Since Boxers are prone to allergies, steer clear of foods that include the common allergens I mentioned before (soy, corn, wheat, and yeast).
You can try your dog on whole grains like barley and brown rice. If she is still sensitive to these foods, you'll be better off opting for a grain-free dog food that uses vegetables like sweet potatoes as a source of carbohydrates.
Lots of veggies
For optimum health in your Boxer, what you want to see in a dog food is a variety of fruit and vegetables to give your dog a good balance of the nutrients she needs.
What is the best dog food for Boxers?
So, we have arrived at the big reveal! Below are what I believe to be the top 4 best dog foods for Boxers*.
*3 of 4 of these recommendations are fish-based dog foods to avoid your Boxer having an allergic reaction, and also because fish is an excellent source of omega-3s, iodine, taurine and l-carnitine.
This brand is a great choice for Boxers. Wellness CORE is dedicated to providing high-quality dog food that is high in protein and grain-free to avoid any allergic reactions.
Containing whitefish, herring, and salmon, it contains a perfect amount of protein for Boxers (34%). The fish also provides a source of omega-3 fatty acids for your Boxer's thyroid and heart function, (though not as much as Orijen or Blue Buffalo Wilderness). It also contains a variety of fruit and veg for a good balance of nutrients.
This brand also throws Chondroitin and Glucosamine into the mix for joint and bone health and contains the highest calcium content of all four foods, at 2.10%. This makes it a good choice for Boxers with joint problems. Moreover, it contains added taurine to support the health of your Boxer's heart.
The fat content is just slightly over at 16%; however, this is still a moderate amount.
High in protein
A variety of fruit and veg
Contains ingredients that support bone and joint health
Contains nutrients that help heart function
Contains omega-3 fatty acids
High in Calcium
- Though not considered high-fat, the fat content is just over the 15% mark
Blue Buffalo Wilderness is another great choice for Boxers. Like Wellness CORE, this Salmon Formula variety provides a good dose of protein, at 34%. While the protein sources are just as high-quality as Wellness and Orijen, there is less variety of protein sources in this recipe, however.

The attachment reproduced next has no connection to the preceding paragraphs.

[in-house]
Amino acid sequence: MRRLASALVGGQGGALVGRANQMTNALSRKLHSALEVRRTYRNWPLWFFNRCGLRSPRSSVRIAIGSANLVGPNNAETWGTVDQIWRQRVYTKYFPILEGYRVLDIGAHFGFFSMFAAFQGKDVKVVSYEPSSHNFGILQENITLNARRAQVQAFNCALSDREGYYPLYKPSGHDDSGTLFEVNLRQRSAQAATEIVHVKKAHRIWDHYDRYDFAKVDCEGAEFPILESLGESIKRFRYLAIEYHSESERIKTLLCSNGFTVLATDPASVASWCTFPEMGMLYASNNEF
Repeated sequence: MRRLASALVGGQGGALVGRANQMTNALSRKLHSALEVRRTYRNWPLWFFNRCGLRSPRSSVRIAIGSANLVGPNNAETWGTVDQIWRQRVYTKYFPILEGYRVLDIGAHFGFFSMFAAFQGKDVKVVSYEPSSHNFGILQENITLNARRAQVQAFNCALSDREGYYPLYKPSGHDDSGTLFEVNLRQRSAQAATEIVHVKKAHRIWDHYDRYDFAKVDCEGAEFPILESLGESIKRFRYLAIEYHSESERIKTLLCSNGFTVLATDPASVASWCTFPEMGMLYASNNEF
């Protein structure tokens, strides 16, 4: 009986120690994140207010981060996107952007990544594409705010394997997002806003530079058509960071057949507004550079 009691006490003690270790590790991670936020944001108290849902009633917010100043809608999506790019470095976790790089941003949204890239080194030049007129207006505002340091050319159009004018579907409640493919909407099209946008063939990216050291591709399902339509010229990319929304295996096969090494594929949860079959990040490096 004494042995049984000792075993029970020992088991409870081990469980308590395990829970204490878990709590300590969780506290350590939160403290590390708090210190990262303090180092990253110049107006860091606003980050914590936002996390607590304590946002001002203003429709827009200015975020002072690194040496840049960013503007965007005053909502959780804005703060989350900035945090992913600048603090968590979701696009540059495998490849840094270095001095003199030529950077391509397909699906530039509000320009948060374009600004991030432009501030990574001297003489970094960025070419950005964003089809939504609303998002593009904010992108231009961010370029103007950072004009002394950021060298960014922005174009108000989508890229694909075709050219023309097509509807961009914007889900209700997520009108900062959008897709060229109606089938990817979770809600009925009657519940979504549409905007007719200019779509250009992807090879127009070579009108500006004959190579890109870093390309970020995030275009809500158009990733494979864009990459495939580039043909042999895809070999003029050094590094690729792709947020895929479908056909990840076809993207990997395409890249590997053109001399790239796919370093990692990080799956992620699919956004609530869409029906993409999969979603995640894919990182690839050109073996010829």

Rather than grains, your Boxer will get her carbs from potatoes and sweet potatoes, and the fat content is only 15%, which is just enough for your Boxer.
Glucosamine and Calcium are included in this recipe to support your Boxer's bones and joints. However, there is no Chondroitin, which makes this recipe less balanced than Wellness and Orijen.
One of the reasons I think this dog food is good for Boxers is that Blue Buffalo Wilderness actually go to the trouble of adding taurine and l-carnitine to their recipe. This makes it a good choice for owners who want a food that will help support their Boxer's heart function. Kelp is also included in the recipe, which is a great source of iodine and can help your Boxer's thyroid function.
The fish-based recipe also gives your Boxer a source of those omega-3 fatty acids, (slightly higher than Wellness CORE at 1%).
There are also fruit and veggies included, though not as much variety as in Orijen. However, there are plenty of vitamin and mineral supplements to ensure proper absorption of nutrients and keep your Boxer's immune system healthy.
Were it not for the price of Orijen, I would put this dog food at #3, as I think Orijen is slightly superior nutritionally.
High in protein
Contains omega-3 fatty acids
Adequate fat content for Boxers
Contains some ingredients that support your Boxer's joint and bone health